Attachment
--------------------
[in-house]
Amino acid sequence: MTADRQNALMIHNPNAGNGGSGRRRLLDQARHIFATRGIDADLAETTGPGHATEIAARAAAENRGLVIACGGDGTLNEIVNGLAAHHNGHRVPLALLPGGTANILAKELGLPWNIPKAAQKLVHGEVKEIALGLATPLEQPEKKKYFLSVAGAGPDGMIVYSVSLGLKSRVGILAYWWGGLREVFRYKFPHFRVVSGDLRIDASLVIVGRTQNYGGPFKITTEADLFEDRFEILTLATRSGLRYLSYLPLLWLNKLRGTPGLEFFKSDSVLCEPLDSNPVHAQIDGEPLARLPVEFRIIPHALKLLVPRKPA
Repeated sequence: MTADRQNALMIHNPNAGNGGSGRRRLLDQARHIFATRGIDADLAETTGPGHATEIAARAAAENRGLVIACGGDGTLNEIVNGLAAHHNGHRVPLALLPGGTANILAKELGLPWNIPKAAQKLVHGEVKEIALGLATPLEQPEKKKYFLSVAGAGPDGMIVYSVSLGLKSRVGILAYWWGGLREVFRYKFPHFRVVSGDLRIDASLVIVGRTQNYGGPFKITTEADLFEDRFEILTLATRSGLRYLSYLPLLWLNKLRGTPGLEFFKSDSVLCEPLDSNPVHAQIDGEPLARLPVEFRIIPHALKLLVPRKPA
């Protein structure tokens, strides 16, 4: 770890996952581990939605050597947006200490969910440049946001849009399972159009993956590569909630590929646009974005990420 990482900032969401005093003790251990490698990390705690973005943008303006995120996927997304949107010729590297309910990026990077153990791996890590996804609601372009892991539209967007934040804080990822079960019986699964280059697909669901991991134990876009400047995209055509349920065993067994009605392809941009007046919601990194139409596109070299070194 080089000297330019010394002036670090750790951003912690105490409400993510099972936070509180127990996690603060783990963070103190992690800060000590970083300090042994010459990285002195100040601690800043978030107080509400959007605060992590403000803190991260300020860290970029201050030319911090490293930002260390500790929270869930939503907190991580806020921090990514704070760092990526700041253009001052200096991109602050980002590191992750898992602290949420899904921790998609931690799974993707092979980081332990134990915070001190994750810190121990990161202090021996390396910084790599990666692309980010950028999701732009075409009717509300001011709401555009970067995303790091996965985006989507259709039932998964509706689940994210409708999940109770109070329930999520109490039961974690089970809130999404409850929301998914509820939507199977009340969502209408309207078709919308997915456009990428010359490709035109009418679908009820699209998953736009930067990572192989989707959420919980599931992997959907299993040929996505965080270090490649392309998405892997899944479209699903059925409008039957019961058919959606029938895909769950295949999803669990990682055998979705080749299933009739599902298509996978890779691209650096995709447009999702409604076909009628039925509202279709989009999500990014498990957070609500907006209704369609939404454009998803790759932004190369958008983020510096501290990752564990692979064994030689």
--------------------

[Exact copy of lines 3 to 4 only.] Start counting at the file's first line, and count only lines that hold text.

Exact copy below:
Repeated sequence: MTADRQNALMIHNPNAGNGGSGRRRLLDQARHIFATRGIDADLAETTGPGHATEIAARAAAENRGLVIACGGDGTLNEIVNGLAAHHNGHRVPLALLPGGTANILAKELGLPWNIPKAAQKLVHGEVKEIALGLATPLEQPEKKKYFLSVAGAGPDGMIVYSVSLGLKSRVGILAYWWGGLREVFRYKFPHFRVVSGDLRIDASLVIVGRTQNYGGPFKITTEADLFEDRFEILTLATRSGLRYLSYLPLLWLNKLRGTPGLEFFKSDSVLCEPLDSNPVHAQIDGEPLARLPVEFRIIPHALKLLVPRKPA
């Protein structure tokens, strides 16, 4: 770890996952581990939605050597947006200490969910440049946001849009399972159009993956590569909630590929646009974005990420 990482900032969401005093003790251990490698990390705690973005943008303006995120996927997304949107010729590297309910990026990077153990791996890590996804609601372009892991539209967007934040804080990822079960019986699964280059697909669901991991134990876009400047995209055509349920065993067994009605392809941009007046919601990194139409596109070299070194 080089000297330019010394002036670090750790951003912690105490409400993510099972936070509180127990996690603060783990963070103190992690800060000590970083300090042994010459990285002195100040601690800043978030107080509400959007605060992590403000803190991260300020860290970029201050030319911090490293930002260390500790929270869930939503907190991580806020921090990514704070760092990526700041253009001052200096991109602050980002590191992750898992602290949420899904921790998609931690799974993707092979980081332990134990915070001190994750810190121990990161202090021996390396910084790599990666692309980010950028999701732009075409009717509300001011709401555009970067995303790091996965985006989507259709039932998964509706689940994210409708999940109770109070329930999520109490039961974690089970809130999404409850929301998914509820939507199977009340969502209408309207078709919308997915456009990428010359490709035109009418679908009820699209998953736009930067990572192989989707959420919980599931992997959907299993040929996505965080270090490649392309998405892997899944479209699903059925409008039957019961058919959606029938895909769950295949999803669990990682055998979705080749299933009739599902298509996978890779691209650096995709447009999702409604076909009628039925509202279709989009999500990014498990957070609500907006209704369609939404454009998803790759932004190369958008983020510096501290990752564990692979064994030689």